Ellie Frymire’s talk, in which she analyses tweets around the #MeToo movement using cluster analysis, is an interesting example of using design to analyse communication in an age of information- and data-overload. Frymire wanted to know what the millions of tweeps are really saying about #metoo , and analysed 1.4m tweets, following the original call to action by actress Alyssa Milano.
If you’ve been sexually harassed or assaulted write ‘me too’ as a reply to this tweet. pic.twitter.com/k2oeCiUf9n
— Alyssa Milano (@Alyssa_Milano) October 15, 2017
Her analysis highlighted a number of themes, or clusters, the first focused on politics with keywords including: vote, please, moore, democrat, president, american, donald, end, country, trump [for context, see this New York Times story].
The workplace clusters focused on people sharing their stories on harassment in the workplace but also the changing dynamics brought on by the #metoo movement. Keywords included: work, workplace, changing, thanks, discuss, issue, power, abuse, conversation.
The angry clusters came from both supporters and critics of the movement, and keywords included: disgusting, fucked, twitter, abuse, guy, shit, behaviour and violence. The conversation clusters shared inspiring stories and encouraging change; keywords included: discuss, conversation, gender, survivors, equally, fight, supporting, story, help. Finally, a grouping called the Uplifting clusters voiced support for those sharing their stories — keywords: truth, strong, inspired, brave, courage, together, let, stand, love, amazing, voices.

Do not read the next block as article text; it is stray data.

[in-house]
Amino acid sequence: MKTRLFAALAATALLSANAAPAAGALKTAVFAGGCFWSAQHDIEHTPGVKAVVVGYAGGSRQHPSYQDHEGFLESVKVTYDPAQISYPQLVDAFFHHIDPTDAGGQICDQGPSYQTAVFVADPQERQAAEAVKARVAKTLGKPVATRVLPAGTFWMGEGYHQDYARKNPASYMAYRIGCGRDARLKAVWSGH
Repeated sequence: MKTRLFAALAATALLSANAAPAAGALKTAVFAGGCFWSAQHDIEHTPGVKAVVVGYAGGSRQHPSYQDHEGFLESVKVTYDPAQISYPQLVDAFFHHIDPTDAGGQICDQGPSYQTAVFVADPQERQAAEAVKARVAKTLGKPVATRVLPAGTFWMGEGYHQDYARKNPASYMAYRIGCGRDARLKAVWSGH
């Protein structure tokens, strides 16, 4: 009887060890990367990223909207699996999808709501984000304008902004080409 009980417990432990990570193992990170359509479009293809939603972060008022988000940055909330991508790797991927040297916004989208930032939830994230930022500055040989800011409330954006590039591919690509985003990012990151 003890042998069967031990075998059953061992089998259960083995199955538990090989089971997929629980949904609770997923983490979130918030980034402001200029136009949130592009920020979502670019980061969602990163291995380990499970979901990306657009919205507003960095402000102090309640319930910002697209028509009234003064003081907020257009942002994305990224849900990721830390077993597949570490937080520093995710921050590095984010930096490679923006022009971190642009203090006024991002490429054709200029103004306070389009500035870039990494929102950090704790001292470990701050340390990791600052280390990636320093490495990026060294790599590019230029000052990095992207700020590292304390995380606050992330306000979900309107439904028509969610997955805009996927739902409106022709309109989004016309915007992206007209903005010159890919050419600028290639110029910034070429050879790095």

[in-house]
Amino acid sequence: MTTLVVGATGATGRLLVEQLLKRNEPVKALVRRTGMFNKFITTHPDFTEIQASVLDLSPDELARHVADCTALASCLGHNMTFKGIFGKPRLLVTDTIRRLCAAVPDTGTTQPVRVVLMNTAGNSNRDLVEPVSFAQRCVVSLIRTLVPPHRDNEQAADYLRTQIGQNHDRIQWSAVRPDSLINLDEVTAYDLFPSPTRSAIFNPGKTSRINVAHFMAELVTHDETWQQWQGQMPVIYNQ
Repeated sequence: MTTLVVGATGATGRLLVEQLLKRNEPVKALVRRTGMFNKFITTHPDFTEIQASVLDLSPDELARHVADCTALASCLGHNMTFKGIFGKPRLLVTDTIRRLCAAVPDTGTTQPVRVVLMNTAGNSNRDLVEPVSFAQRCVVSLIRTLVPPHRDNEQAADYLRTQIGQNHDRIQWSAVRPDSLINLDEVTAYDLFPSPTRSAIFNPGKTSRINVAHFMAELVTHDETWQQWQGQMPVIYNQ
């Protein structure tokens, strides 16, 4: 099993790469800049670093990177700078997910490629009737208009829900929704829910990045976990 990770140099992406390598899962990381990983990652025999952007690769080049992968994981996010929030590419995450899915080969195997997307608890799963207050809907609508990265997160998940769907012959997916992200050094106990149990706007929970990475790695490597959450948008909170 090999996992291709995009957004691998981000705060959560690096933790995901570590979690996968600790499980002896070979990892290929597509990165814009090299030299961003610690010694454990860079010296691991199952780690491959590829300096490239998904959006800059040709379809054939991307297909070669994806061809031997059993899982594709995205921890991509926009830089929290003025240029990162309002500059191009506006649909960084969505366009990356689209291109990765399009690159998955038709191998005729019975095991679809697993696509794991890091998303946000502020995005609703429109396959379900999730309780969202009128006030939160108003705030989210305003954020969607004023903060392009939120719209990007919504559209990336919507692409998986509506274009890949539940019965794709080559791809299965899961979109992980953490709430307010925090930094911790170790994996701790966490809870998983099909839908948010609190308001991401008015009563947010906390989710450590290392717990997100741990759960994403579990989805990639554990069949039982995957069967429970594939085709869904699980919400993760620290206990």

Yes, it’s arbitrary, but I think Kenya’s Wanuri Kahiu makes for an inspiring and powerful spokesperson for creative freedom and hope of positive change in Africa. Rafiki, a love story she filmed in her home country, was banned by a crassly homophobic Kenya Film Classification Board (KFCB).
The @InfoKfcb has banned the film "RAFIKI" due to its homosexual theme and clear intent to promote lesbianism in Kenya contrary to the law and dominant values of the Kenyans. #KFCBbansLesbianFilm Dr. @EzekielMutua @moscakenya @PresidentKE @WilliamsRuto @wanuri @NellyMuluka pic.twitter.com/9hBQOukHv3
— KFCB (@InfoKfcb) April 27, 2018
In spite of the challenges she faced, Kahiu’s message focuses on how joy and hope are an integral part of African culture. Pain and suffering should not be the defining images of Africa and its people. How different this is to the popular Western perception of the continent and its people. Her call for Africans to start seeing themselves as a people of joy is one she wants depicted in our films and stories.
Of course, the big news of Design Indaba 2019 was the launch, after two years of hard work, of the first African collection to be curated and produced for retail giant IKEA. Called ÖVERALLT, the collection features 10 African designers, all Design Indaba alumni, and includes furniture, tableware and textiles. The range is set to be rolled out globally — and apparently even middle-of-the-range products average 2m units for IKEA. The opportunity for the designers involved are surely life-changing.
It’s a practical manifestation of Design Indaba’s intent to foster African creativity and design, and is to be applauded wholeheartedly.
None of the designs will, however, be manufactured on the continent. Even the designers seem deflated by this news. It feels, for a moment, like finally getting to stand in front of a door to something big and inspiring, knowing you are about to be let in, before getting asked for a thumb print by millennial in a Webtickets golf shirt.
On the hopeful and optimistic side, at some other door, somewhere, someone has a guest list with your name on it. I guess I’ll take it.
Herman Manson (@marklives) is the founder and editor of MarkLives.com.